Paul Greenberg: Death and joy in the spring

Dan Barry: Should South Carolina Jews be forced to maintain this chimney built by Germans serving the Nazis?

Mayra Bitsko: Save me! An alien took over my child's personality

Frank Clayton: Get happy: 20 scientifically proven happiness activities

Susan Scutti: It's Genetic! Obesity and the 'Carb Breakdown' Gene

Lecia Bushak: Why Hand Sanitizer May Actually Harm Your Health

Stacy Rapacon: Great Funds You Can Own for $500 or Less

Cameron Huddleston: 7 Ways to Save on Home Decor

The Kosher Gourmet by Steve Petusevsky Exploring ingredients as edible-stuffed containers (TWO RECIPES + TIPS & TECHINQUES)

Jewish World Review January 24, 2010 / 10 Shevat 5770

The past week was a good time for a Republican electioneer

By David Broder

http://www.JewishWorldReview.com | If you are John Cornyn, the 36 hours from last Tuesday night through Thursday morning had to be the best time of your life.

Cornyn, the junior senator from Texas, is chairman of the National Republican Senatorial Committee, the campaign arm of the Senate GOP.

Until Tuesday, he was the spokesman for an embattled minority, staring up at a 60-vote behemoth of 58 Democrats and two independents fond of flexing its supermajority muscles and driving the opposition into the ground.

On Tuesday night, when underdog Scott Brown beat Martha Coakley in the Massachusetts special election to fill Ted Kennedy's seat, Cornyn and his boss, Minority Leader Mitch McConnell, suddenly had the power — with 41 votes — to filibuster and defeat any legislation on which they were united.

They also acquired a convincing argument to use on campaign workers, candidates and contributors all across the country: If a backbench state senator can beat the Democratic machine in Kennedy-worshiping Massachusetts, cracking a lineup where no Republican had won in years, then 2010 is a year of opportunity for the GOP you don't want to miss.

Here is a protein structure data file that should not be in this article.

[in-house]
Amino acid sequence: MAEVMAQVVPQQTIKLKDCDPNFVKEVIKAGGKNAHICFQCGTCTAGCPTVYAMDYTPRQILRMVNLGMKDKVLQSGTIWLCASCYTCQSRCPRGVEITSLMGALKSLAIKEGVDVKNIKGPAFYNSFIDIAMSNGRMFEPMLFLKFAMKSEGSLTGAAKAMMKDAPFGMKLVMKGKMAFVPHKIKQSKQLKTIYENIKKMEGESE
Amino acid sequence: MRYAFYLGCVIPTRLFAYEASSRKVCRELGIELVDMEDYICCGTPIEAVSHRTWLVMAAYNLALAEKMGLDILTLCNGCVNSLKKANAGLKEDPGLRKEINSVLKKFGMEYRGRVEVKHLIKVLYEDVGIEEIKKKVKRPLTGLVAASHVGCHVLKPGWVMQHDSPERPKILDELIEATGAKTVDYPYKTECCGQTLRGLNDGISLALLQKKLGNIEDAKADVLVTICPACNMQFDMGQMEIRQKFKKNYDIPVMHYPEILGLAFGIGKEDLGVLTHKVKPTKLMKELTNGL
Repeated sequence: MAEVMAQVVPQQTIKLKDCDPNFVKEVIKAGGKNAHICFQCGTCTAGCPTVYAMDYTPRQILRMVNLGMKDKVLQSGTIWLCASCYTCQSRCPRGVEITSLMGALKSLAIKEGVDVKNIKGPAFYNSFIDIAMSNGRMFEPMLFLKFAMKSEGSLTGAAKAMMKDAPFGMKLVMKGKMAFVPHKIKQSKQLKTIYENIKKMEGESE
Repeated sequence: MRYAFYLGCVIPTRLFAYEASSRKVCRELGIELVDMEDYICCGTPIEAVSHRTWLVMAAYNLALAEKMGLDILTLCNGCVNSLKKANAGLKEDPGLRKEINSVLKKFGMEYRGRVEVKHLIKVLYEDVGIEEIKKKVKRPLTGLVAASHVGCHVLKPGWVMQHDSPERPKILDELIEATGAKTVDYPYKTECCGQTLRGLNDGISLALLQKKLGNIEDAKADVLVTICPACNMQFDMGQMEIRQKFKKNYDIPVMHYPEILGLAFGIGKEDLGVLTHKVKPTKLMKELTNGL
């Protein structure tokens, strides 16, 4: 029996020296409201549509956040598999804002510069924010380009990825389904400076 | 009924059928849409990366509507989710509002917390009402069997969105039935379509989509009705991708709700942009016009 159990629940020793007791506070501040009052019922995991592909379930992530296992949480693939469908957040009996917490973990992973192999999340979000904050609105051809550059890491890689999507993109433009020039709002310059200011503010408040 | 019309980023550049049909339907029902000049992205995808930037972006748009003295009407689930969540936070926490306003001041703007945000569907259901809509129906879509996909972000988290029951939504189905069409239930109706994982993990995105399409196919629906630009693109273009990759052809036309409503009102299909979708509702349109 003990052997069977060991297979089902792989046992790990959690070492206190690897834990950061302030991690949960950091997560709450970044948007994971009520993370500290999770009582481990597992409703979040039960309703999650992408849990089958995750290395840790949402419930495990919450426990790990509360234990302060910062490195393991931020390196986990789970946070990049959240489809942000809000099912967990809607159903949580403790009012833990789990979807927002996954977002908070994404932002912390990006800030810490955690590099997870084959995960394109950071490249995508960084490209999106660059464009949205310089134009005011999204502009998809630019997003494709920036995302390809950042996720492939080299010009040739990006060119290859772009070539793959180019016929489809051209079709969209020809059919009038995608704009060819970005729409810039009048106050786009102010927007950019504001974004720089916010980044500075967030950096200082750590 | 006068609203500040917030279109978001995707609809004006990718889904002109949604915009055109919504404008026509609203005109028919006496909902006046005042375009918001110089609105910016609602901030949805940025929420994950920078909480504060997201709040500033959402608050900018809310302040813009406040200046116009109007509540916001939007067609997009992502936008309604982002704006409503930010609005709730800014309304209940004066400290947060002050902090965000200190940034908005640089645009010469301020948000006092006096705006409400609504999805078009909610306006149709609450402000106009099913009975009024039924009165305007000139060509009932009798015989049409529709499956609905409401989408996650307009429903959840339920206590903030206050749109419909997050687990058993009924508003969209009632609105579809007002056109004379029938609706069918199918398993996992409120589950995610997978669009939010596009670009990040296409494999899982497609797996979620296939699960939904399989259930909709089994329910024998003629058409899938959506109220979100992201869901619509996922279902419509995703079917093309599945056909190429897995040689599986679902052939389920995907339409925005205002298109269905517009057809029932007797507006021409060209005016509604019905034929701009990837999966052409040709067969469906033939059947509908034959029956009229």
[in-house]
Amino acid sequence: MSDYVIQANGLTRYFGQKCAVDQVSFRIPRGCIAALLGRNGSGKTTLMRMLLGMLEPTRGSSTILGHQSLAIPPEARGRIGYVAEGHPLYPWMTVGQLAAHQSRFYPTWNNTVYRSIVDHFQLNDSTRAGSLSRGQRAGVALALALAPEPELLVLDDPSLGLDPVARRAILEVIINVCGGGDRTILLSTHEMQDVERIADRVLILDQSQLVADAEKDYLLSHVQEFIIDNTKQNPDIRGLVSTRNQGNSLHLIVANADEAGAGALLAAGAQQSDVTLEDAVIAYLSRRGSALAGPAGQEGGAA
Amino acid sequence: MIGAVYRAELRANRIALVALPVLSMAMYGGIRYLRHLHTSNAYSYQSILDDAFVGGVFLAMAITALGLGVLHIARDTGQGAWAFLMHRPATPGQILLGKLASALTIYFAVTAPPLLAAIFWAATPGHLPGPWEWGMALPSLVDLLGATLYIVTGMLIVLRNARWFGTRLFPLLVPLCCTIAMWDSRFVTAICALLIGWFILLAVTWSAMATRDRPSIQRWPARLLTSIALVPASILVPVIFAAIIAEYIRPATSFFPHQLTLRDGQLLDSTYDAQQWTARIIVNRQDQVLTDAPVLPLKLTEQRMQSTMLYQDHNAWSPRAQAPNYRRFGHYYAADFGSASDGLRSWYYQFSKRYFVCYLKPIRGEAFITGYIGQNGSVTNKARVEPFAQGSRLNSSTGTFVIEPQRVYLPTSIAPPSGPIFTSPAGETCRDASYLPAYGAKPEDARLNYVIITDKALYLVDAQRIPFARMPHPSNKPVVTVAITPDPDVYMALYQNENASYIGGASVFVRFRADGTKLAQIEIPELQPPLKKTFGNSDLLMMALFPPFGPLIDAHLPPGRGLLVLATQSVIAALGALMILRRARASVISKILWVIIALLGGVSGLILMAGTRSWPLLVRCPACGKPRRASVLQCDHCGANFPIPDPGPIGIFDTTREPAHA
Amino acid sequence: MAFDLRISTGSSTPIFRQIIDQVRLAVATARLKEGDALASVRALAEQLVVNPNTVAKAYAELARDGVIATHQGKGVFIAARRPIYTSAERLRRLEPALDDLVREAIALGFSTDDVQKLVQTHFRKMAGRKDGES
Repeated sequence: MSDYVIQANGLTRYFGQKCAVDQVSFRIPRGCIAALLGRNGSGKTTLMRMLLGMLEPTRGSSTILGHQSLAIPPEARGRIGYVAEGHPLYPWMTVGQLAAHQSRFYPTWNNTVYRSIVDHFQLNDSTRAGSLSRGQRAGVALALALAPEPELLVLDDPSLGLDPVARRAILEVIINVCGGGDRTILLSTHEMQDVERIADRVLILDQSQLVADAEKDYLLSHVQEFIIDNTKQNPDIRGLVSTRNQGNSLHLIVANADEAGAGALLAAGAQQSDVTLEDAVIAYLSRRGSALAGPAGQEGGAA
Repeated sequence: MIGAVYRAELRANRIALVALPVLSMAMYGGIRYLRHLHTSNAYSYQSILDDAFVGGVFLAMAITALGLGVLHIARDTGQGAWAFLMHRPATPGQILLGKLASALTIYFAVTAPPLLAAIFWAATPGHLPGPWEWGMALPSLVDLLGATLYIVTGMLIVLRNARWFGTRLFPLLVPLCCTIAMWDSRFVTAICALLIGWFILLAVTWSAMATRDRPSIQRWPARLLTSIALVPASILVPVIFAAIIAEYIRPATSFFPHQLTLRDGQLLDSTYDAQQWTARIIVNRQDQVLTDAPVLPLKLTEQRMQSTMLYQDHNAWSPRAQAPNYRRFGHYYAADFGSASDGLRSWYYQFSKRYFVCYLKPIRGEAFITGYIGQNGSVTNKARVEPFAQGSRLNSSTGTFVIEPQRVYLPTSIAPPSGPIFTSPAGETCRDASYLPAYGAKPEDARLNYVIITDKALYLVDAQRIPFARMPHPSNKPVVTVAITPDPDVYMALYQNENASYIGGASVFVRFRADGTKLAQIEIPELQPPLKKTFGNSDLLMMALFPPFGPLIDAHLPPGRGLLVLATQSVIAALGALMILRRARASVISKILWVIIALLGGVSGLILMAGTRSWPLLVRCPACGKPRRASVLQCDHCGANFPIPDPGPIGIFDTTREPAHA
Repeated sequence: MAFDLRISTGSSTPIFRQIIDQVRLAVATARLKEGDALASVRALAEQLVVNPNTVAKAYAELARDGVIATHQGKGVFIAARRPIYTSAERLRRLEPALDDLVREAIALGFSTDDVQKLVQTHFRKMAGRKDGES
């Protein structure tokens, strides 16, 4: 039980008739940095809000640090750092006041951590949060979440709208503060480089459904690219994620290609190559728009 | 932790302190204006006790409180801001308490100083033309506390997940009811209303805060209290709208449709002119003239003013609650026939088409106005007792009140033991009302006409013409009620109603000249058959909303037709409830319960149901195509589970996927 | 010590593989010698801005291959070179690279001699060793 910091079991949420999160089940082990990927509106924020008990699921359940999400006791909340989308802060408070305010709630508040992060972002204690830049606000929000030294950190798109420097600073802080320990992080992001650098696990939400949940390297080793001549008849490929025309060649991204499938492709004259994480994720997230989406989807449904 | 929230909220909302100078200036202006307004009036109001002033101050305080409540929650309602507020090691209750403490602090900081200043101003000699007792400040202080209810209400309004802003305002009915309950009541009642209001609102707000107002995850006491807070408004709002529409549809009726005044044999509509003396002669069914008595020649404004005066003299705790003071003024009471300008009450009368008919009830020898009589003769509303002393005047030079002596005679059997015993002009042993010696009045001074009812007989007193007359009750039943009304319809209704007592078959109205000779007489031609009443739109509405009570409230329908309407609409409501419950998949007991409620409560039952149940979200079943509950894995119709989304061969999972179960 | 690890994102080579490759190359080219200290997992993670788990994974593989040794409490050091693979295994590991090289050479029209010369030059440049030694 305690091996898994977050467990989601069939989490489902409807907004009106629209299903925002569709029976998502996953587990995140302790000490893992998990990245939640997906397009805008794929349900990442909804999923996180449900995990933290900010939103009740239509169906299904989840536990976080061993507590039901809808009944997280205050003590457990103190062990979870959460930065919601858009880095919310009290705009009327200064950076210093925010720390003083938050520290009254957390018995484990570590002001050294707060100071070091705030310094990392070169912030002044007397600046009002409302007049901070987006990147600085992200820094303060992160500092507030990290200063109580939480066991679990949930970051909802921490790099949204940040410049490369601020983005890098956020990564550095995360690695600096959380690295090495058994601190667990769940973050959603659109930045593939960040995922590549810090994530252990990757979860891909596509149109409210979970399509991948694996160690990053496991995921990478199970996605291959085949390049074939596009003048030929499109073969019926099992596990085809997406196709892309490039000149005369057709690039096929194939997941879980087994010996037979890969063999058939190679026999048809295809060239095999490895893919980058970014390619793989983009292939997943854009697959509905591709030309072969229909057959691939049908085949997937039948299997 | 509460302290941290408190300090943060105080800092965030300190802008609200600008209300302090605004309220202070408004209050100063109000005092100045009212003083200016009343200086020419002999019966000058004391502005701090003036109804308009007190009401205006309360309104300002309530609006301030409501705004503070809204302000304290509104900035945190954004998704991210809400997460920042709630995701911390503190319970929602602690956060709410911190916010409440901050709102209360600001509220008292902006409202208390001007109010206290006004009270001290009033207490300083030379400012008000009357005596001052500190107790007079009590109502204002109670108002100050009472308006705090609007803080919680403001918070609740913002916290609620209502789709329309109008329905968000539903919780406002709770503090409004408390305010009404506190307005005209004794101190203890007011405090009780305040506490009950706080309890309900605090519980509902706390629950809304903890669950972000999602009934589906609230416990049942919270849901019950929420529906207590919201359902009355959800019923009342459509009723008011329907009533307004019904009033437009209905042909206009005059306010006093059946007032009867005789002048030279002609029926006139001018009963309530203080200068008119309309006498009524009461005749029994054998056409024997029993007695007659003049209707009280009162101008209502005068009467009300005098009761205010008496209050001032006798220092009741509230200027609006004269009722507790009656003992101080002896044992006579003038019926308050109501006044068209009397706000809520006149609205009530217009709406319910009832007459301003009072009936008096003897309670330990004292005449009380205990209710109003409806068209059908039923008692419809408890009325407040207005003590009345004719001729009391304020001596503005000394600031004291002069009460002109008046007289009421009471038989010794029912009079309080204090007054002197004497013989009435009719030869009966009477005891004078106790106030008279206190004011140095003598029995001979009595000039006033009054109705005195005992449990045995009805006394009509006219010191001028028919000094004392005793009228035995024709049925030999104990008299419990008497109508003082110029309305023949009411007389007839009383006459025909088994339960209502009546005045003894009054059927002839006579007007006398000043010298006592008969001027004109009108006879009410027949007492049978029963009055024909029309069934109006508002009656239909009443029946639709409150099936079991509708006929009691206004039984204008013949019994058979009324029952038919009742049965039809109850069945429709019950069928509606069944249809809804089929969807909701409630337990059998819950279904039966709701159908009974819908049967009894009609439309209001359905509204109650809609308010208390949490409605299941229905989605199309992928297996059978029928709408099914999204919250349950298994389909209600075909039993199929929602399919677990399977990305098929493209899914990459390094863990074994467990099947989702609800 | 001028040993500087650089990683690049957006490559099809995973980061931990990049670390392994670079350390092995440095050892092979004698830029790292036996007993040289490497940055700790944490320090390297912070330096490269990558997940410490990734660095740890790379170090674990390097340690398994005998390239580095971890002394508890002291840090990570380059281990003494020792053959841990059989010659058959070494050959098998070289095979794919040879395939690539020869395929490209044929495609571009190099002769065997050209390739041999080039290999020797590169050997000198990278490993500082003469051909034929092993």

Republican campaign aides said that prospective candidates and previously reluctant donors quickly signaled their interest in playing. And then serendipitously, on Thursday morning, the Supreme Court's conservative majority delivered a decision that may well be the best news Republicans have received since the 2000 ruling in Bush v. Gore.

Letter from JWR publisher

The holding in Citizens United v. Federal Election Commission, allowing corporations to spend unlimited funds on their own election messages, means that the 2010 campaign cycle is likely to include a vast infusion of business-backed independent expenditures. The likelihood is that the main beneficiaries will be the Republicans recruited by Cornyn and, over in the House, by Rep. Pete Sessions of Texas, the chairman of the National Republican Congressional Committee.

The same Supreme Court decision sets a precedent for freeing labor unions to tap their treasuries for the funds that, in most cases, will find their way to Democratic candidates. But the potential resources are by no means equal, and an astute fundraiser such as Cornyn is likely to come out far ahead of his Democratic counterpart, Sen. Bob Menendez of New Jersey, in the race for resources.

But of course the Democrats have in President Obama a resource the Republicans can't match. Obama broke all previous fundraising records in his 2008 campaign, with a combination of big-dollar events and Internet-fueled direct-mail contributions.

By rejecting public financing of his post-convention campaign and relying instead on private contributions, Obama weakened the system of taxpayer-financed campaigns that his predecessors (and opponent John McCain) had relied on.

This did not inhibit Obama from complaining that "with its ruling today, the Supreme Court has given a green light to a new stampede of special-interest money in our politics."

Cornyn, playing it low-key as usual, simply said, "I am pleased that the Supreme Court has acted to protect the Constitution's First Amendment rights of free speech and association."

As a First Amendment fan myself, I had hoped the Supreme Court would find a way to safeguard conservatives' right to make and distribute with corporate funds a propaganda film decrying Hillary Clinton's candidacy for president. I think their voice should be heard.

But the five-member majority went much further. It extended itself far beyond what was necessary and knocked out well-established precedents in order to grant free rein for corporations to spend on politics as if they were citizens with a guaranteed voice in the election.